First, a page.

Norwegian gas company says British pricing is open to manipulation and calls for more transparent methods
One of the biggest suppliers of gas to Britain, Statoil of Norway, has said the UK’s system of power market price reporting is open to manipulation and “gaming” and needs to be shaken up.
The damning assessment of the UK system from one of the world’s biggest energy companies comes six months after the Guardian triggered an investigation by City and energy watchdogs with a report detailing concerns about wholesale gas market rigging raised by an ICIS Heren price reporter, Seth Freedman.
The inquiries into the £300bn market, started by the then Financial Services Authority and Ofgem, are still looking at the way the price reporting agencies such as ICIS cover the markets as well as how energy companies go about their wholesale trading activities.
Huge gyrations in reported prices on 28 September last year raised fears that it could represent market manipulation similar to Libor interest-rate rigging, a scandal that has undermined financial markets and led to fines of £290m for Barclays and £390m for Royal Bank of Scotland.
The prices reported by agencies such as ICIS form the basis for long-term contracts and one explanation for the 28 September price movements is that traders stood to benefit by manipulating the benchmark price.
In a letter in response to a consultation exercise launched by ICIS and published on its website, Statoil UK’s regulatory affairs adviser, Shelley Rouse, said the current price reporting methodology should be amended to improve the transparency and reliability of the calculations and the pricing indices. “We are concerned that the current methodology allows for the potential use of incorrectly reported trades to be factored into the index calculations, which can result in inaccurate prices being published,” she wrote. “Statoil would support the use of a daily weighted average of reported physical trades. This will enable the published pricing indices to fully reflect the traded market and would reduce the opportunity for gaming or market manipulation.”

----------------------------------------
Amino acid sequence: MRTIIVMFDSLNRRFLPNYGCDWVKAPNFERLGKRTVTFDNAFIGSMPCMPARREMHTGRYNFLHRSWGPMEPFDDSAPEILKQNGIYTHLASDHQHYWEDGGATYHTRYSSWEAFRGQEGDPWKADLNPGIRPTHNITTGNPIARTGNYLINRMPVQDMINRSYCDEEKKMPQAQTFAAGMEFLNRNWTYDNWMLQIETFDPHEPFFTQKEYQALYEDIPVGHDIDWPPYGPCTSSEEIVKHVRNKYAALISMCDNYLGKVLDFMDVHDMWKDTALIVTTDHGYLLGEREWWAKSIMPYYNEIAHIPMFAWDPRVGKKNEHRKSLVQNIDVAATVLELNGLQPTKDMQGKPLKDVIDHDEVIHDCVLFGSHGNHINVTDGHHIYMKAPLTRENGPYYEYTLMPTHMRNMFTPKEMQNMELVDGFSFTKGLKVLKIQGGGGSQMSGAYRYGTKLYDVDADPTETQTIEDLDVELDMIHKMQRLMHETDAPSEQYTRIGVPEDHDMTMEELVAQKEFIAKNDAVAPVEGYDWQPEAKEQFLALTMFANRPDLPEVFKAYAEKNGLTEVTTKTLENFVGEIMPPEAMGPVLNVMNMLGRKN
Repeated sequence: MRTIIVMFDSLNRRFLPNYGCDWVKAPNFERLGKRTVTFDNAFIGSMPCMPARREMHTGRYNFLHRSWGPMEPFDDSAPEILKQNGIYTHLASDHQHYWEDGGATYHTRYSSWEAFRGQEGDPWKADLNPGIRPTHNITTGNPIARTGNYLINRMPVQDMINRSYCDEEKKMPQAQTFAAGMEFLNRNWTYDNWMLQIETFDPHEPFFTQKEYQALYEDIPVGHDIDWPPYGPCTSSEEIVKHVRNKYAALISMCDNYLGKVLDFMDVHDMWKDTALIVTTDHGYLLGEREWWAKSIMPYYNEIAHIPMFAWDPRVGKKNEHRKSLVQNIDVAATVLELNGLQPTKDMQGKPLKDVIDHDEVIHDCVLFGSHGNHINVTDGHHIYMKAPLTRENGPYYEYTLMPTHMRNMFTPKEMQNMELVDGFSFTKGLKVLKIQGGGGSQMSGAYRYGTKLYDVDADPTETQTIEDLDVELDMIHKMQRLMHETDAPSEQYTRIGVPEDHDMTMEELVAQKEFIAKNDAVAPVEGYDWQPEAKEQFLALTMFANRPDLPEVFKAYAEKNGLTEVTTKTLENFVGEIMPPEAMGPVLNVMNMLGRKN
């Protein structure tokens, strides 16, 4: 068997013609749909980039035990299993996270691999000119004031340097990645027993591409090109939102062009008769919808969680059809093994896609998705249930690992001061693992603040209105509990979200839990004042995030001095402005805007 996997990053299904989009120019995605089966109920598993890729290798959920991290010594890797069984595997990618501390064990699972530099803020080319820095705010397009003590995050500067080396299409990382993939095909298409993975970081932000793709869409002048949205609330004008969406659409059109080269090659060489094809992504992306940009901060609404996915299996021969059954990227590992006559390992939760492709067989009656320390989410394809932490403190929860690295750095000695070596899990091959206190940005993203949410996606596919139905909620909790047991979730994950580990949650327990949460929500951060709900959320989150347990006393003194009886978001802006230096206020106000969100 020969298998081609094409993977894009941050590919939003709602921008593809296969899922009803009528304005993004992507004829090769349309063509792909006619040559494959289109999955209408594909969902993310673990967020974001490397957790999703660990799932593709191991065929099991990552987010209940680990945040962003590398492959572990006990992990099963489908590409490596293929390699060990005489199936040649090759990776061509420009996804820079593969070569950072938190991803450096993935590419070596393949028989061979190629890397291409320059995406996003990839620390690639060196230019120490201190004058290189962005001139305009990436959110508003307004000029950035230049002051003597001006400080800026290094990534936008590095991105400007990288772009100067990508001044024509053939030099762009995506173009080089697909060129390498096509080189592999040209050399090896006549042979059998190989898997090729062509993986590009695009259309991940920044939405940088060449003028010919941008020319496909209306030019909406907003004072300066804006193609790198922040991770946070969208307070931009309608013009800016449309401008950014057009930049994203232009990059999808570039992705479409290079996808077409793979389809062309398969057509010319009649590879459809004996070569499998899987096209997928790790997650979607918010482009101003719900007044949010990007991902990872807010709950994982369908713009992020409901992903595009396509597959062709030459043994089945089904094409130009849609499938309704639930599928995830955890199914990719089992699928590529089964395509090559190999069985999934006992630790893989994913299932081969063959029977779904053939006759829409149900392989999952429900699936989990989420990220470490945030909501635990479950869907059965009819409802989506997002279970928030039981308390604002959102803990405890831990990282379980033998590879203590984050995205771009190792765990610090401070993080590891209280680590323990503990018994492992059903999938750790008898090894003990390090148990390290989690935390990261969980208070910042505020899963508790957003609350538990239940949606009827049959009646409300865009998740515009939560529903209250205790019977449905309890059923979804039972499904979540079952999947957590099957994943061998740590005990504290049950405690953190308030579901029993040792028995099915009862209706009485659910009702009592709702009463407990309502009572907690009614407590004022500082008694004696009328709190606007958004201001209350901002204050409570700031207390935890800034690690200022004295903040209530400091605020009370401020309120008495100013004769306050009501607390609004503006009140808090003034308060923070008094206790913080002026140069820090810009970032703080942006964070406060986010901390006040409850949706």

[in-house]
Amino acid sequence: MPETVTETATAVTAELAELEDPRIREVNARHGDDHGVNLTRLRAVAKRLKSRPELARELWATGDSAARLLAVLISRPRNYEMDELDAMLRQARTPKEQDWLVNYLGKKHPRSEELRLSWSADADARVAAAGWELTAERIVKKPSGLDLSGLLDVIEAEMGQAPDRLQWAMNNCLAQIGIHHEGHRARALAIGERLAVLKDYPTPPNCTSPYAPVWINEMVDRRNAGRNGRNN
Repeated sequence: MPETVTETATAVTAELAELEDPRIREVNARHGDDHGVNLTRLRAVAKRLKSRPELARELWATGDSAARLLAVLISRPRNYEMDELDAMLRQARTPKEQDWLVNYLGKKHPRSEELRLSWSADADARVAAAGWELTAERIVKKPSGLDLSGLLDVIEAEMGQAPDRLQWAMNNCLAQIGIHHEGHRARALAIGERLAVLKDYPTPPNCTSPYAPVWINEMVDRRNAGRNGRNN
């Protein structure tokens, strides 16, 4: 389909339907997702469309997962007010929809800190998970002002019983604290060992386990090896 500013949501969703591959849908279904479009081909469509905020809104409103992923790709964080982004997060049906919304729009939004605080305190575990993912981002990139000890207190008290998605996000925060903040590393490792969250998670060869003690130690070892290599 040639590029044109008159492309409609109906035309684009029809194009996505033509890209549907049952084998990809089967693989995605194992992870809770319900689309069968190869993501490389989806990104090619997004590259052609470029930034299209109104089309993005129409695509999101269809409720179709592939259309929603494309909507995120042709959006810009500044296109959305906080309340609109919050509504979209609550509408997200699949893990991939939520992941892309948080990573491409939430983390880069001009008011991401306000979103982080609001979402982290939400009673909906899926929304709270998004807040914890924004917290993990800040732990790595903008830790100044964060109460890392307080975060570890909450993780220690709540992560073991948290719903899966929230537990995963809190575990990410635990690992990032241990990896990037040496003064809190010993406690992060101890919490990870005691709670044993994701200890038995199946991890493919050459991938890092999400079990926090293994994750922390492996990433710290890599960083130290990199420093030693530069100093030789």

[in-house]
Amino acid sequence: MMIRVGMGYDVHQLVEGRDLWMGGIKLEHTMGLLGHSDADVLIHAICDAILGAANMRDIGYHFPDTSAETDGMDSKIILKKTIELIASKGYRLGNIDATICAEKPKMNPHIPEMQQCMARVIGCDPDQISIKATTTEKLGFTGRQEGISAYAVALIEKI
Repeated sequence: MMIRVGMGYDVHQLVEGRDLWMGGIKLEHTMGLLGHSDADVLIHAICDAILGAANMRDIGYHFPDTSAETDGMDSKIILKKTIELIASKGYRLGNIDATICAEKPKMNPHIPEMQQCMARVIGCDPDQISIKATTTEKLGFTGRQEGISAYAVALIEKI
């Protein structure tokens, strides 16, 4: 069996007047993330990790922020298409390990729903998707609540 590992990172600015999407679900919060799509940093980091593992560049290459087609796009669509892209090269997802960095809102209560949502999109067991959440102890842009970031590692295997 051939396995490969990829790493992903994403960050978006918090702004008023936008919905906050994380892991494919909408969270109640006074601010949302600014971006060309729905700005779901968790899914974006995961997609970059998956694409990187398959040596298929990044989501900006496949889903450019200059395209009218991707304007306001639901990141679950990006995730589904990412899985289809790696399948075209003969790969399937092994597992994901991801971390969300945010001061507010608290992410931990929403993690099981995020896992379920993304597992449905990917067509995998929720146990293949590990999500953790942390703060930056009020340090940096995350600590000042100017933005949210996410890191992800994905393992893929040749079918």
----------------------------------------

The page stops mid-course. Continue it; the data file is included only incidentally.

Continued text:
As part of the same exercise, another of the world’s most powerful energy companies, RWE of Germany, said it too “may not always have full confidence in the accuracy of their [reporter-led] price assessments.”
Centrica, the owner of British Gas, also expressed positive views about basing prices on deals done through exchanges rather than on the over-the-counter (OTC) market.
ICIS, owned by Reed Business Systems, has now promised to set up an alternative system of price reporting based only on actual executed trades, which will run alongside its current system. In a statement signed by Louise Boddy, head of gas and power at ICIS Heren, she admitted her company needed to address these concerns. “Responses to this consultation do show consensus that a deals-based closing index methodology would provide a reliable measure of closing market value. ICIS will therefore develop a new pricing methodology to provide this,” she said .
“ICIS proposes to run a new closing index alongside certain closing assessments in a first phase lasting at least six months. After six months of publication, ICIS will analyse the reliability of this index. It will also go back to market participants for feedback on the reliability of the index and potential replacement of the existing assessments.”
Freedman was critical of the methodology used by ICIS, alleging among other things that his fellow reporters were not trained properly. He was subsequently sacked and has launched an unfair dismissal case.
Concerns about how all price reporting agencies conduct their business have also led to calls for changes from the International Organisation of Securities Commissions. This comes amid a trend for longterm wholesale contract prices to be linked to OTC gas prices established by companies such as ICIS and Platts rather than oil prices as usually happened in the past.
But the OTC market, estimated to be worth around £300bn annually, is largely unregulated and prices are hard to establish because the price reporters often have to rely on talking to only one party in any deal.
In February, three major brokers launched their own set of indices covering the UK and Europe based on confirmed transactions. The “Tankard” benchmarks have been created by ICAP, Marex Spectron and Tullet Prebon.